Weekly Watch Photo – Konstantin Chaykin Lunokhod

calendar | ic_dehaze_black_24px By Frank Geelen | ic_query_builder_black_24px 2 min read |
Konstantin Chaykin Lunokhod

We don’t know where Konstantin Chaykin went for vacation, but it looks like he went to some sort of futuristic moon landscape. Well, the result is befitting for photos of the Lunokhod. For this timepiece is a tribute to the Sovjet Union’s moon-walkers, called the Lunokhod!

The center of Lunokhod’s dial gives stage to a 12-millimetre copy of the moon, where it stands motionless. Slowly revolving around the moon, is a silver half-sphere that reproduces the Earth’s shadow. The orbital period is 29 days, 15 hours, 44 minutes and 2.8 seconds, making this an extremely precise moon phase indication, and also the world’s most realistic moon-phase display on a watch dial. That is because this moon phase indication actually mimics the Earth’s shadow on the moon, which is exactly what we can see from earth.

Konstantin Chaykin Lunokhod

The timepiece’s calibre was designed and created in-house. While this watch looks quite imposing, the sensation of its magnitude fades away as soon as you turn it over and realise that its case is just 10.7 mm thick.

Lunokhod Programme

Lunokhod (Russian: Луноход, “Moonwalker”) was a series of Soviet robotic lunar rovers designed to land on the Moon between 1969 and 1977. Created by Soviet scientists, the Lunokhod was the first ever remote-controlled rover to operate successfully on the surface of another celestial body. On 17 November 1970, “Lunokhod 1” was carried to the moon by the automatic interplanetary spacecraft “Luna-17” and deposited in the Sea of Rains. The space rover operated on the surface of the moon from 17 November 1970 to 4 October 1971 and studied 80,000 square meters of lunar surface, traveling 10.54 km.

The 1969 Lunokhod 1A was destroyed during launch, the 1970 Lunokhod 1 and the 1973 Lunokhod 2 landed on the moon and the 1977 Lunokhod was never launched.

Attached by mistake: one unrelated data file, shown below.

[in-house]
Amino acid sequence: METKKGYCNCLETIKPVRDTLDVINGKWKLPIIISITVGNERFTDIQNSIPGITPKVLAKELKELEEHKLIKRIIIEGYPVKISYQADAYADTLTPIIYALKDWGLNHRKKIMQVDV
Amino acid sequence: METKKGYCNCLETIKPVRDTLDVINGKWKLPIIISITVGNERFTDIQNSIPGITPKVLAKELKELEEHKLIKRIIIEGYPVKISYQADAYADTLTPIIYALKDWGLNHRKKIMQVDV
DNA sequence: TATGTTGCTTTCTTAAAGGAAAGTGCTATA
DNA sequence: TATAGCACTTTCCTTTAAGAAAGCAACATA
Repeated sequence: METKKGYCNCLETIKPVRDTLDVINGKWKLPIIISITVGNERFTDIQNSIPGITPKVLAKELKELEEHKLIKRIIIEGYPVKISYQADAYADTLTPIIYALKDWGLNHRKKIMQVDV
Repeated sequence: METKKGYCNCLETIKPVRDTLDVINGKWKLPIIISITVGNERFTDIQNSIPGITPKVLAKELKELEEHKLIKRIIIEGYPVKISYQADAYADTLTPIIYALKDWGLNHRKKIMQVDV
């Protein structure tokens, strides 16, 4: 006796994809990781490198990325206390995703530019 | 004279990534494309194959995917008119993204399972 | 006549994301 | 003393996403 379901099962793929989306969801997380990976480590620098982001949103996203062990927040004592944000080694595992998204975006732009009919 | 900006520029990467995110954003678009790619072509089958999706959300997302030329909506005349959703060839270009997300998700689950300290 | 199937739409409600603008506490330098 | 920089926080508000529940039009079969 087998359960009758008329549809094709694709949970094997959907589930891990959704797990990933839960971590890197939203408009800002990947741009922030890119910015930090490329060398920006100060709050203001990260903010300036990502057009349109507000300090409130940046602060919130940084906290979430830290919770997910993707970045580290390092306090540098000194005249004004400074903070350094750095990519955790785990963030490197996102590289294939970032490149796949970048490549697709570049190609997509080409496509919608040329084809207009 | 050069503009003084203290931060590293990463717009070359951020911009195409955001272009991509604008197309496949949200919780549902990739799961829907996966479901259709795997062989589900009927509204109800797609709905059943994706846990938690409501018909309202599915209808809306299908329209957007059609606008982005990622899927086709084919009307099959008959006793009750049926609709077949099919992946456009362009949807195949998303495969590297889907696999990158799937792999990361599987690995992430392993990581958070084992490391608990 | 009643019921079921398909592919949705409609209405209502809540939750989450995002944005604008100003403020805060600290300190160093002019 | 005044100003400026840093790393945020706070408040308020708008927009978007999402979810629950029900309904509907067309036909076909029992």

The miniature moon made of so-called Wootz steel that has a complex structure that recalls the moon’s surface, dotted with craters. The spherical moon-phase indicator is made of silver and covered with black rhodium. The Wootz steel used to craft the case and miniature moon was smelted by wootz-steel expert Sergei Luniov, one of Russia’s best smiths and gunmakers. Wootz steel is a particularly strong material that has been used to make swords, daggers and other weapons for centuries.

And while the Lunokhod features a moon in Wootz-steel, the Lunokhod Prime (see below) features a large pearl from the South Seas, which plays the role of the miniature moon.

Konstantin Chaykin Lunokhod Prime

The Lunokhod features a retrograde hour indication, arched around the spherical moon, and a retrograde minutes display is located in the lower part of the dial. The transparent case back is made of sapphire crystal and the case of Wootz-steel or 18-carat gold for the Lunokhod Prime. The movement comprises 346 parts, including 37 jewels, and boosts a power reserve of 48 hours.

Looking at the photos, it seems that Konstantin Chaykin didn’t go to the moon for these photos, but instead went hiking in the Swiss mountains.

More information on the Konstantin Chaykin website.

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